Vaginal ring gives women more options for HIV prevention
Access to a long-acting vaginal ring, which was tested in SA and showed promising results, is getting closer to reality after Europe’s regulatory body gave it the thumbs-up.
The monthly dapivirine ring is the first discrete, long-acting, HIV-prevention product designed specifically for women.
On Friday the ring’s developer, International Partnership for Microbicides (IPM), welcomed a positive opinion from the European Medicines Agency (EMA), saying this would open the door to the next steps needed to have the ring regulated in countries where it’s needed the most.
The silicone ring, which provides sustained release of the antiretroviral drug dapivirine over one month, reduces HIV infection by 35%. The ring was also found to have a favourable safety profile in all clinical trials to date.
Prof Linda-Gail Bekker, deputy director of the Desmond Tutu HIV Centre and a SA principal investigator of the The Ring study, said the ring would give local women different options to protect themselves.
“Offering women multiple methods like the monthly ring and daily oral PrEP (pre-exposure prophylaxis) is vital to controlling the epidemic and to ensuring their sexual and reproductive health and rights.
“Women in Africa have been left behind by progress against HIV for far too long, and today’s announcement is a landmark for women’s HIV prevention,” she said.
The ring is designed to help reduce women’s HIV risk during vaginal sex. Women insert the product themselves and replace it every month. Made of flexible silicone, the ring slowly releases the ARV dapivirine locally to the site of potential infection, with minimal absorption elsewhere in the body.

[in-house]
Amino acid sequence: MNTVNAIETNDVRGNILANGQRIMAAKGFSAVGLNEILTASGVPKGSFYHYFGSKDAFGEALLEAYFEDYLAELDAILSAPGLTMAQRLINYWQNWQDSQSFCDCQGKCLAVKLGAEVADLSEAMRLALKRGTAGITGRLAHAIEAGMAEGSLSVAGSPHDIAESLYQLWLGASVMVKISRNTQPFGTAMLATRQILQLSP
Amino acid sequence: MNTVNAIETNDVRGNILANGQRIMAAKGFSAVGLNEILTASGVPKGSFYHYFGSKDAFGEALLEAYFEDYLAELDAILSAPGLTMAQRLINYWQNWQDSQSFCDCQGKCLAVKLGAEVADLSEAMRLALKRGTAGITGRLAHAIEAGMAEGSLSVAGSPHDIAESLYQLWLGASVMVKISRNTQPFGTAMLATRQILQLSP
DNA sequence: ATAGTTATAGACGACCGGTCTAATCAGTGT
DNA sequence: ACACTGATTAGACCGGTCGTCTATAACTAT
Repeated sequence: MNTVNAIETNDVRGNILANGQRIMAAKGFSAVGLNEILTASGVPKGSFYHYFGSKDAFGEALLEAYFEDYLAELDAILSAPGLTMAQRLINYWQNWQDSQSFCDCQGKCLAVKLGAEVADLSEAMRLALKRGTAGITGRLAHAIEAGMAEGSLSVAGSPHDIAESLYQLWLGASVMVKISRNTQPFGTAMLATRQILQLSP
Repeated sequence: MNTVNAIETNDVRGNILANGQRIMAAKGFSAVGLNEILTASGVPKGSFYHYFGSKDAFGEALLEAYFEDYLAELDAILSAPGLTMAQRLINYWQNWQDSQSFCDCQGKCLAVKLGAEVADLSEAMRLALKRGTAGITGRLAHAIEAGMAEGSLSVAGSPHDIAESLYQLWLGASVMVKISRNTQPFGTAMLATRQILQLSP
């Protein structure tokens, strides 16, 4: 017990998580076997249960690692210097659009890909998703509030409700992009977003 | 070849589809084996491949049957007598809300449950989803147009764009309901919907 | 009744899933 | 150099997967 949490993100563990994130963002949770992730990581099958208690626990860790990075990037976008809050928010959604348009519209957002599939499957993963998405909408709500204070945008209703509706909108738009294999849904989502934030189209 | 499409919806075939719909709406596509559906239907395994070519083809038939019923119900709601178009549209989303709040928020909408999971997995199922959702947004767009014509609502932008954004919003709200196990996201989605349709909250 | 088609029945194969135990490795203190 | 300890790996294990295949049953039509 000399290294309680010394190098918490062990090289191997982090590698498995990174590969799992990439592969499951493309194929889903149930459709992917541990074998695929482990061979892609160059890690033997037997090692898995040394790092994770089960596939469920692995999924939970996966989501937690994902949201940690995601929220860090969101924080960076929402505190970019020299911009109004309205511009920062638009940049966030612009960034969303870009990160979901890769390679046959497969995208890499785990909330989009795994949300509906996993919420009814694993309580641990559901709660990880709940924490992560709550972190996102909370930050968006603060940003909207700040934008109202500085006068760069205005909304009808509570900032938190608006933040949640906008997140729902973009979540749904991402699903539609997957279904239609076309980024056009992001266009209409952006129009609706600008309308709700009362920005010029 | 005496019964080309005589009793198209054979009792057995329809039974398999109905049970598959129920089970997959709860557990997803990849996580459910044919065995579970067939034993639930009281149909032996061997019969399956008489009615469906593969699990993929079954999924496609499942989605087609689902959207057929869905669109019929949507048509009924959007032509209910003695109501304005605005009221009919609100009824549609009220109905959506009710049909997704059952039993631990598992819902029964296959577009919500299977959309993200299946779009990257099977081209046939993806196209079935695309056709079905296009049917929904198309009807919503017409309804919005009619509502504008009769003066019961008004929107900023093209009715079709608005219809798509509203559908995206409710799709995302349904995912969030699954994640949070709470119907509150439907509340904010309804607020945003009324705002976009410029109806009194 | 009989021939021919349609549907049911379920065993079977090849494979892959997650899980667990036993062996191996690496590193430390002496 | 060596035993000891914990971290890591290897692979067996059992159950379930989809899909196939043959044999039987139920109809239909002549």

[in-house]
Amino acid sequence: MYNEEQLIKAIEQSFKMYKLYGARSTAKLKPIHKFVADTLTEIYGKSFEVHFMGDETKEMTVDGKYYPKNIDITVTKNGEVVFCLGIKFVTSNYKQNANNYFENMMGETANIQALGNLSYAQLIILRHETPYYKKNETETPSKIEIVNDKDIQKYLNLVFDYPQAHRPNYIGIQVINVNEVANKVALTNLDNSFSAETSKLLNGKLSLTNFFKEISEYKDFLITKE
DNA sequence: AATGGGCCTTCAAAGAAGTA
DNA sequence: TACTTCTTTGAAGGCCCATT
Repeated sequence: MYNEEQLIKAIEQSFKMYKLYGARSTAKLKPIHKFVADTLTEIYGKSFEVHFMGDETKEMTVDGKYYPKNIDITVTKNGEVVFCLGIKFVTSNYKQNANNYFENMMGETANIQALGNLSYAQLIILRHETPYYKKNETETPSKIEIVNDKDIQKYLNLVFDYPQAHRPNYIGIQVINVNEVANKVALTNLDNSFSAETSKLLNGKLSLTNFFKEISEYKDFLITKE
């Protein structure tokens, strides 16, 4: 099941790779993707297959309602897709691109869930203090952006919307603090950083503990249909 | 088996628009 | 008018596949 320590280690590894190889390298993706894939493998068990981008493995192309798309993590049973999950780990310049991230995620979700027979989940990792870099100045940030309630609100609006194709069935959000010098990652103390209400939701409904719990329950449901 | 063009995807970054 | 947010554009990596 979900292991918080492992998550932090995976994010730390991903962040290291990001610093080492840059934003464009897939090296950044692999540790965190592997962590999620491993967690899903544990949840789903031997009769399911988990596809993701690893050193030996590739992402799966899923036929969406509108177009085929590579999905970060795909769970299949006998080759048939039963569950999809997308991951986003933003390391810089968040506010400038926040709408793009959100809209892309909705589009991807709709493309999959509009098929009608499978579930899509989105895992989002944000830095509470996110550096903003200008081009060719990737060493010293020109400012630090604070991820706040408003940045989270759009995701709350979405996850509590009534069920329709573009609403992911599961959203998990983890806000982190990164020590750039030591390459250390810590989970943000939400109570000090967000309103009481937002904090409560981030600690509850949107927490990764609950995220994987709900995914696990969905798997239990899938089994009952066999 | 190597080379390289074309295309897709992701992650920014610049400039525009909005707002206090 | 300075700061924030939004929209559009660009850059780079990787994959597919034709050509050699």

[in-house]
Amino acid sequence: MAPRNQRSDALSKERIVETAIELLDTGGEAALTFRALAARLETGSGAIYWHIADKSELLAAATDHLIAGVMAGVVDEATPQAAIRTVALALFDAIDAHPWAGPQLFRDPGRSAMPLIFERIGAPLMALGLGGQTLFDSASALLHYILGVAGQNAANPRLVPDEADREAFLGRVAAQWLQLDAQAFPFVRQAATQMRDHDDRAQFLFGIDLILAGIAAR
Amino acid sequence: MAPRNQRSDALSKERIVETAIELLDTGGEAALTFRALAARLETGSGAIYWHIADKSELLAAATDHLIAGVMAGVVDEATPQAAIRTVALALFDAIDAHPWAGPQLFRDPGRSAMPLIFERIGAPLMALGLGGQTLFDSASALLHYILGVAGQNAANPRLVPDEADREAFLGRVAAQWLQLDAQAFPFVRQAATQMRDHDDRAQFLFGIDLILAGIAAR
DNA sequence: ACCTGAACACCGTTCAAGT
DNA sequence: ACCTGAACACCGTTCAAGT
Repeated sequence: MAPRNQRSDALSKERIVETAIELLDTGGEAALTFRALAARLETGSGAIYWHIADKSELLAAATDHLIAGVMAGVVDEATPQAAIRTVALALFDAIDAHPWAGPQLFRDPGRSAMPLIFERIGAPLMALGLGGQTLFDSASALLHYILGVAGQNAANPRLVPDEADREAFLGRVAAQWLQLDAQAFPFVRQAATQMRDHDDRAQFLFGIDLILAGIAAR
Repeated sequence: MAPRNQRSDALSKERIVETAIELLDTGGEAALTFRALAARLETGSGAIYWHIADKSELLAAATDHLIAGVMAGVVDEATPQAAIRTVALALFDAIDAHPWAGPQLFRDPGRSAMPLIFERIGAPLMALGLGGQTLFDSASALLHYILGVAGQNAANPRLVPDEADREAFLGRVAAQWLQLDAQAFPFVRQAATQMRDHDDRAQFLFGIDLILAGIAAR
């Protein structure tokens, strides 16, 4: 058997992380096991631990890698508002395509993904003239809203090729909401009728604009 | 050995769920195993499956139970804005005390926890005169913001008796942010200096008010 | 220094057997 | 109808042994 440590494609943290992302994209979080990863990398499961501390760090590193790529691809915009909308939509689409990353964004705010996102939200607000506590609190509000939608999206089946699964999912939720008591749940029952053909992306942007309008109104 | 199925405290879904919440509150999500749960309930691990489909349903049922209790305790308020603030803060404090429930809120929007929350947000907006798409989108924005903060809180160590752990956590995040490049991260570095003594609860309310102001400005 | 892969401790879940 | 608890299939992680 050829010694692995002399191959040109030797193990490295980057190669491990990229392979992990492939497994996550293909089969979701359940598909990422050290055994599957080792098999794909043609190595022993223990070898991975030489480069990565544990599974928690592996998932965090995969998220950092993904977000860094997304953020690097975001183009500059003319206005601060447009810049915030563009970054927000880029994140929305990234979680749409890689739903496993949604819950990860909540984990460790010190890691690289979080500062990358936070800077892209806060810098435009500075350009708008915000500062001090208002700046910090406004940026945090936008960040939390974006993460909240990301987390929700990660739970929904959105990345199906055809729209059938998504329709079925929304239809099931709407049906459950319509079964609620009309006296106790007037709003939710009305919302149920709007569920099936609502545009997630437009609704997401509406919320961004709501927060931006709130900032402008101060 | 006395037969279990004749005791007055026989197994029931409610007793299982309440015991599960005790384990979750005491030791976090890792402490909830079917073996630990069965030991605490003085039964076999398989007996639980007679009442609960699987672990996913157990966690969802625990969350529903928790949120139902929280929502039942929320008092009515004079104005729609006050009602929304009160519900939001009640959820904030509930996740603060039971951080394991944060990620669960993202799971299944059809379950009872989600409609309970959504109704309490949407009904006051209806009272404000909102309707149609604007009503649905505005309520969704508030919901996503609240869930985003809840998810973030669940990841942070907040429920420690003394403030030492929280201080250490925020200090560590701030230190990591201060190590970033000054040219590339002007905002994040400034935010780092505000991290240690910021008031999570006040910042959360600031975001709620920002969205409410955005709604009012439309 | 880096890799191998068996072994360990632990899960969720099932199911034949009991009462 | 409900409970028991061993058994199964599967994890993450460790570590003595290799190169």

The European Medicines Agency’s committee for medicinal products for human use reviewed the ring under the Article 58 procedure, which it conducts in co-operation with the World Health Organisation (WHO) to facilitate access to essential medicines in low- and middle-income countries
The ring was tested on about 3,700 young women, aged 18-25, in two open-label extension studies, HOPE and DREAM, in four countries including SA, Malawi, Zimbabwe, and Uganda.
Regulatory submissions are under way to license the product for use in countries where women face the highest rates of HIV infection in the world. WHO is also expected to review evidence on the ring as part of its guideline process and consider using an abbreviated review of the product for prequalification.
Dr Zeda Rosenberg, CEO of IPM, said the European regulator’s opinion “is a significant step forward for women, who urgently need and deserve new, discreet options to manage their HIV risk on their own terms”.
“As we celebrate today’s news with the many partners around the world involved in the ring’s development, we also look ahead to the collective effort still needed to obtain country approvals to make the ring available to women in Sub-Saharan Africa.”
Leonard Solai, spokesperson for IPM, said the NGO will soon be submitting the ring for country reviews in Africa through the WHO’s collaborative registration procedure, “which facilitates accelerated reviews by national regulatory authorities in Africa for a product that has already received a positive decision from a stringent regulatory body”.
“We currently hope to begin those submissions by the end of 2020. In parallel, the World Health Organisation plans to revise HIV/Aids treatment and prevention guidelines with recommendations on the ring’s use, and review the ring for prequalification, a quality assurance designation that ensures a product meets global standards for quality, safety and efficacy,” said Solai.